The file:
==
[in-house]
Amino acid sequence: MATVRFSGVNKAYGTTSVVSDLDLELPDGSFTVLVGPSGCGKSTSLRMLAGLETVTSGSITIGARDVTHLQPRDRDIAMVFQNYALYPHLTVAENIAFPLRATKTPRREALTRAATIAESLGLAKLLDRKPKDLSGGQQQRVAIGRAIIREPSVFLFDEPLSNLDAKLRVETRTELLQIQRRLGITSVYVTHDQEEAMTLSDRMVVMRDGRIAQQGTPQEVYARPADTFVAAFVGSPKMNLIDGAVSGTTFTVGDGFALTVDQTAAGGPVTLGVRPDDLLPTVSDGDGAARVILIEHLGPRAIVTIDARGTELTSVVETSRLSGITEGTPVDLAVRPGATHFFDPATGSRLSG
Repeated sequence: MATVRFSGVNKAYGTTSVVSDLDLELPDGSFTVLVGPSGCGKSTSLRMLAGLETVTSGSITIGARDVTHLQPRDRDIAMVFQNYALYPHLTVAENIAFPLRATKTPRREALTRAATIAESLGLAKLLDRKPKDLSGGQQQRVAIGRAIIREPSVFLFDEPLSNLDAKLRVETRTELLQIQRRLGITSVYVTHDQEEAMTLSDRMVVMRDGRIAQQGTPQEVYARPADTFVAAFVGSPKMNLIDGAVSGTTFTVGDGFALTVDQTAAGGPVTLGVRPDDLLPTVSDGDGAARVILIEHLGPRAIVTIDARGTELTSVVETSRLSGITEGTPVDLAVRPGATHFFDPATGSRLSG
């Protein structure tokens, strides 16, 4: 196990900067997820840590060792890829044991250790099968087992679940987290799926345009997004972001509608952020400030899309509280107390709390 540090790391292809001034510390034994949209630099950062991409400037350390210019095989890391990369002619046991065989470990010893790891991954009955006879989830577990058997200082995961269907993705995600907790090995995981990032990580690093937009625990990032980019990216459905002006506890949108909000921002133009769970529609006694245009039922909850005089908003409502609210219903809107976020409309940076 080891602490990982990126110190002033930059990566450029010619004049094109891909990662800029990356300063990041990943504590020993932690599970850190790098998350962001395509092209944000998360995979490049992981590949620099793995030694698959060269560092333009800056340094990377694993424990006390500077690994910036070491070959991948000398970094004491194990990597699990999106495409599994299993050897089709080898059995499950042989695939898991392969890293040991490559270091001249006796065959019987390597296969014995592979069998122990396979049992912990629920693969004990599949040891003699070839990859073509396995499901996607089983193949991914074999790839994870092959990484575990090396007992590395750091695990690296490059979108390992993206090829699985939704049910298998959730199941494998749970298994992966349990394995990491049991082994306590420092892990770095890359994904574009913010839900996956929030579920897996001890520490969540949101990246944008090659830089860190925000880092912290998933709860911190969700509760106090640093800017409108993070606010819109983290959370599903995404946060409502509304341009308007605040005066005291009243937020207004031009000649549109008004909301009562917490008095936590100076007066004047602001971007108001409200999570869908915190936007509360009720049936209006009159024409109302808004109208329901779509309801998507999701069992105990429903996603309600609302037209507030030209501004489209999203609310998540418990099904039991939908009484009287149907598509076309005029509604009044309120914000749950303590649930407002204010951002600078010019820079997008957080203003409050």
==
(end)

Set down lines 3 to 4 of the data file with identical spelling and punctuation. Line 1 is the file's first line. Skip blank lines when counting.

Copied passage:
Repeated sequence: MATVRFSGVNKAYGTTSVVSDLDLELPDGSFTVLVGPSGCGKSTSLRMLAGLETVTSGSITIGARDVTHLQPRDRDIAMVFQNYALYPHLTVAENIAFPLRATKTPRREALTRAATIAESLGLAKLLDRKPKDLSGGQQQRVAIGRAIIREPSVFLFDEPLSNLDAKLRVETRTELLQIQRRLGITSVYVTHDQEEAMTLSDRMVVMRDGRIAQQGTPQEVYARPADTFVAAFVGSPKMNLIDGAVSGTTFTVGDGFALTVDQTAAGGPVTLGVRPDDLLPTVSDGDGAARVILIEHLGPRAIVTIDARGTELTSVVETSRLSGITEGTPVDLAVRPGATHFFDPATGSRLSG
């Protein structure tokens, strides 16, 4: 196990900067997820840590060792890829044991250790099968087992679940987290799926345009997004972001509608952020400030899309509280107390709390 540090790391292809001034510390034994949209630099950062991409400037350390210019095989890391990369002619046991065989470990010893790891991954009955006879989830577990058997200082995961269907993705995600907790090995995981990032990580690093937009625990990032980019990216459905002006506890949108909000921002133009769970529609006694245009039922909850005089908003409502609210219903809107976020409309940076 080891602490990982990126110190002033930059990566450029010619004049094109891909990662800029990356300063990041990943504590020993932690599970850190790098998350962001395509092209944000998360995979490049992981590949620099793995030694698959060269560092333009800056340094990377694993424990006390500077690994910036070491070959991948000398970094004491194990990597699990999106495409599994299993050897089709080898059995499950042989695939898991392969890293040991490559270091001249006796065959019987390597296969014995592979069998122990396979049992912990629920693969004990599949040891003699070839990859073509396995499901996607089983193949991914074999790839994870092959990484575990090396007992590395750091695990690296490059979108390992993206090829699985939704049910298998959730199941494998749970298994992966349990394995990491049991082994306590420092892990770095890359994904574009913010839900996956929030579920897996001890520490969540949101990246944008090659830089860190925000880092912290998933709860911190969700509760106090640093800017409108993070606010819109983290959370599903995404946060409502509304341009308007605040005066005291009243937020207004031009000649549109008004909301009562917490008095936590100076007066004047602001971007108001409200999570869908915190936007509360009720049936209006009159024409109302808004109208329901779509309801998507999701069992105990429903996603309600609302037209507030030209501004489209999203609310998540418990099904039991939908009484009287149907598509076309005029509604009044309120914000749950303590649930407002204010951002600078010019820079997008957080203003409050």